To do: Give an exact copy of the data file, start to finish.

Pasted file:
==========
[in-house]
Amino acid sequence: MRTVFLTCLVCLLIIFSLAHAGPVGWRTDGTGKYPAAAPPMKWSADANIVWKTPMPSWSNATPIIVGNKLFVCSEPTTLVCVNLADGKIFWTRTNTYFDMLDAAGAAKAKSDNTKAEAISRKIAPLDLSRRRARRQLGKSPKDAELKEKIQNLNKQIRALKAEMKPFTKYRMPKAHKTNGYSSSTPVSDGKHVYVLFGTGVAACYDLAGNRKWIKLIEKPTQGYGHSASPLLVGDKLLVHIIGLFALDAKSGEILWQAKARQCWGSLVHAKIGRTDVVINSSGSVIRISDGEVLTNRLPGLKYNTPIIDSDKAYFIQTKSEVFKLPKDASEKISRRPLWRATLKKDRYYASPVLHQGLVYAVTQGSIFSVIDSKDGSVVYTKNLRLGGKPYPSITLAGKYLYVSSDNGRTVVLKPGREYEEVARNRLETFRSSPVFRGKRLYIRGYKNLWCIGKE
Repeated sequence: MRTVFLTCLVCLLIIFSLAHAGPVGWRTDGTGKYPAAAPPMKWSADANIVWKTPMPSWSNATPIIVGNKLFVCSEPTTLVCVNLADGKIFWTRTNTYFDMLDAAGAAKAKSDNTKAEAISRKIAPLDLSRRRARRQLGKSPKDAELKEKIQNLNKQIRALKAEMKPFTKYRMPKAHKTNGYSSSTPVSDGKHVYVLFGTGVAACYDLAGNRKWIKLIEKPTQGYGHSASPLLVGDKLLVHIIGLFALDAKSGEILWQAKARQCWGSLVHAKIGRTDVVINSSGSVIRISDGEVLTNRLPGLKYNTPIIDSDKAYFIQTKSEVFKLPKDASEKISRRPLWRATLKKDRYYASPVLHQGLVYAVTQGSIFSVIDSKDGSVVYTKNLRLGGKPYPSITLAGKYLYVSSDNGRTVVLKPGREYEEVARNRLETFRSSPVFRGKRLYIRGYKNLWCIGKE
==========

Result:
[in-house]
Amino acid sequence: MRTVFLTCLVCLLIIFSLAHAGPVGWRTDGTGKYPAAAPPMKWSADANIVWKTPMPSWSNATPIIVGNKLFVCSEPTTLVCVNLADGKIFWTRTNTYFDMLDAAGAAKAKSDNTKAEAISRKIAPLDLSRRRARRQLGKSPKDAELKEKIQNLNKQIRALKAEMKPFTKYRMPKAHKTNGYSSSTPVSDGKHVYVLFGTGVAACYDLAGNRKWIKLIEKPTQGYGHSASPLLVGDKLLVHIIGLFALDAKSGEILWQAKARQCWGSLVHAKIGRTDVVINSSGSVIRISDGEVLTNRLPGLKYNTPIIDSDKAYFIQTKSEVFKLPKDASEKISRRPLWRATLKKDRYYASPVLHQGLVYAVTQGSIFSVIDSKDGSVVYTKNLRLGGKPYPSITLAGKYLYVSSDNGRTVVLKPGREYEEVARNRLETFRSSPVFRGKRLYIRGYKNLWCIGKE
Repeated sequence: MRTVFLTCLVCLLIIFSLAHAGPVGWRTDGTGKYPAAAPPMKWSADANIVWKTPMPSWSNATPIIVGNKLFVCSEPTTLVCVNLADGKIFWTRTNTYFDMLDAAGAAKAKSDNTKAEAISRKIAPLDLSRRRARRQLGKSPKDAELKEKIQNLNKQIRALKAEMKPFTKYRMPKAHKTNGYSSSTPVSDGKHVYVLFGTGVAACYDLAGNRKWIKLIEKPTQGYGHSASPLLVGDKLLVHIIGLFALDAKSGEILWQAKARQCWGSLVHAKIGRTDVVINSSGSVIRISDGEVLTNRLPGLKYNTPIIDSDKAYFIQTKSEVFKLPKDASEKISRRPLWRATLKKDRYYASPVLHQGLVYAVTQGSIFSVIDSKDGSVVYTKNLRLGGKPYPSITLAGKYLYVSSDNGRTVVLKPGREYEEVARNRLETFRSSPVFRGKRLYIRGYKNLWCIGKE